The congestion at Nigeria’s ports especially in Lagos might be easing soon as the Infrastructure Concession Regulatory Commission (ICRC) has said that the Katsina Inland Dry Port and the Dala Inland Dry Port, Kano are expected to be ready and commence operations before July 2022.
The ICRC said the revelation was made by the concessionaires of the 2 ports during a meeting with the management of the ICRC, the Nigerian Shippers’ Council (NSC) and the concessionaires of the 6 Inland Container Depots (ICDs).
According to NAN, the Acting Head, Media and Publicity of ICRC, Manji Yarling, in a statement issued on Thursday in Abuja, said that the meeting was at the instance of the commission to get the ICDs located in each of the geo-political zones of Nigeria become operational.
What the concessionaires of the 2 Inland Dry Ports are saying
The Managing Director of Equatorial Marine Oil and Gas Limited, Mr Usman Abbas, concessionaires of the Katsina Dry Port, informed the ICRC team that the Funtua port was already at over 85% completion stage.
He added that it was ready to launch before the end of the second quarter of 2022.
He said, “We hope to commission this project before the end of the second quarter and the ports will become functional immediately. We are lucky to have great relationships in the shipping industry and with major shipping lines.’’
The Managing Director of Dala Inland Dry Port Limited, Mr Ahmed Rabiu, also hinted that the construction of the container depot was already nearing completion, assuring that the company was working assiduously to ensure project completion and take off before the end of March.
What the Acting Director-General of ICRC is saying
The Acting Director-General of ICRC, Michael Ohiani, said that 16 years after the concession contracts were signed, some of the ICDs were still at 5% completion while only two had gotten to 55% and 68%, and as such, the need for the meeting.
He said, “We want to rub minds and come up with how we can make progress. What are the challenges, taking into consideration that these projects have already gotten Mr President’s attention and more so, we need to decongest our seaports.
“Also when completed, these ICDs will bring the required benefit to our citizens and our country Nigeria.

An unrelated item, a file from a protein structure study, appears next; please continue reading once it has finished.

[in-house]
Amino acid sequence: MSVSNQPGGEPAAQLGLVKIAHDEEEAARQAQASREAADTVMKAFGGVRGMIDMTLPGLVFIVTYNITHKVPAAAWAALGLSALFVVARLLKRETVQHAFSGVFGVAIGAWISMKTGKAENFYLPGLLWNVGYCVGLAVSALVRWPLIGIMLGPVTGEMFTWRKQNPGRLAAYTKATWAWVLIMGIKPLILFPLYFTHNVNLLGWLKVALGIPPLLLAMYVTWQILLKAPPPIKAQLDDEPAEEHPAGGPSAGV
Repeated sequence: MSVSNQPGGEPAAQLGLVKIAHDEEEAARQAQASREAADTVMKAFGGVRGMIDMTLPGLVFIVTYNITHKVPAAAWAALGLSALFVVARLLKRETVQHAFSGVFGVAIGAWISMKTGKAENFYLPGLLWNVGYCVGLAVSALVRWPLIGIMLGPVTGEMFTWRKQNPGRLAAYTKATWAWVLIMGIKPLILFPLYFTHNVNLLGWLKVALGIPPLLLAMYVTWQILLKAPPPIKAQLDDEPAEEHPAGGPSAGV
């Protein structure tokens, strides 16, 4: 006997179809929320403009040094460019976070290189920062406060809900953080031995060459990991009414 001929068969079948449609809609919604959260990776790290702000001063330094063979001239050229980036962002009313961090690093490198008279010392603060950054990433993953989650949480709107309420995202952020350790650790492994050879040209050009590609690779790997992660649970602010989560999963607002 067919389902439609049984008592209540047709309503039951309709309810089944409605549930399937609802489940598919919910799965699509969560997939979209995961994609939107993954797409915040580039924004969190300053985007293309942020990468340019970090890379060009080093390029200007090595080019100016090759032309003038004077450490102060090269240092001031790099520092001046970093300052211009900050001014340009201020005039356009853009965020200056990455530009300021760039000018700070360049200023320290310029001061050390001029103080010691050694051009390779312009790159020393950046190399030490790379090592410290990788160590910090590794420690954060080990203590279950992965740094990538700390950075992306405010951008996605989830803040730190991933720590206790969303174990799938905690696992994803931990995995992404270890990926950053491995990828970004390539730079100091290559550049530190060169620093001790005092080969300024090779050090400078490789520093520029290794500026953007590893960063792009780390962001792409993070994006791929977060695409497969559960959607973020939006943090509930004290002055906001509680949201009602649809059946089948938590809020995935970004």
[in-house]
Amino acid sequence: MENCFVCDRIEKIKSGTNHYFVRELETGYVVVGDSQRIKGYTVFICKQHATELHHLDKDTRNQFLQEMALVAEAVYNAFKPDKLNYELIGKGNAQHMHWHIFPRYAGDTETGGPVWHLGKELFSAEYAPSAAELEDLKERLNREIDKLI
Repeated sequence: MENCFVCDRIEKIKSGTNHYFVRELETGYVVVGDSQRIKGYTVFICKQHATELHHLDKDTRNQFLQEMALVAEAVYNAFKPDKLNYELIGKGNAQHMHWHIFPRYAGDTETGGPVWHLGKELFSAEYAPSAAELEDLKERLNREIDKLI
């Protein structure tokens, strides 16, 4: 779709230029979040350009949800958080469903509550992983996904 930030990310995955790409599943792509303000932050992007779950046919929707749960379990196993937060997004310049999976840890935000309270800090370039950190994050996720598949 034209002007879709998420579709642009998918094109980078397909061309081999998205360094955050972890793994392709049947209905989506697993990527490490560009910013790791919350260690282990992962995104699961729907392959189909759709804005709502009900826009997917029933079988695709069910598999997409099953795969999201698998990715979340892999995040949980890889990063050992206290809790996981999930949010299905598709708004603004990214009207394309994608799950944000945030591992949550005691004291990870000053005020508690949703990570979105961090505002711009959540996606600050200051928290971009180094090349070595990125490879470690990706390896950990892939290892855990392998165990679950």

“We are not unaware that at the material time that the contracts were signed, ICRC as a Commission had not been set up, so no proper Outline Business Cases (OBCs) were done for the projects like we now do, but I want us to have a frank discussion so that we can chart a way forward.”
The Commission reminded the concessionaires and NSC that by its Act, it was to take custody of all PPP contracts including the ones for the ICDs.
The concessionaires and states where the ports are located include: Oyo state (Ibadan) with 50,000 Twenty-foot Equivalent Unit (TEUs), by Catamaran Logistics Ltd; Abia State (Isiala Ngwa) with 50,000 TEUs by Eastgate Ltd; Plateau State (Jos) with 20,000 TEUs by Duncan Maritime Nig. Ltd.
Others are Kano State (Dala) with 20,000 TEUs by Dala Inland Dry Port Ltd.; Katsina State (Funtua) with 10,000 TEUs by Equitorial Marine Oil and Gas Ltd. and Borno state (Maiduguri) with 10,000 TEUs by Migfo Nigeria Ltd.
The Federal Government has always expressed its commitment to the establishment of dry ports in the country as it is quite important for the country’s economy. The Inland Container Depots (ICDs) in Nigeria is a catalyst for Trade Stimulation and Economic Development.
The Inland Container Depots are expected to bring shipping services to the doorstep of shippers across the nation, assist in decongesting the seaports and make them more user friendly.
Other benefits include providing the impetus to revive and modernise the railway as a primary mode for long-distance haulage as well as to assist in the overall costs of cargo to hinterland locations and transit cargoes to landlocked countries.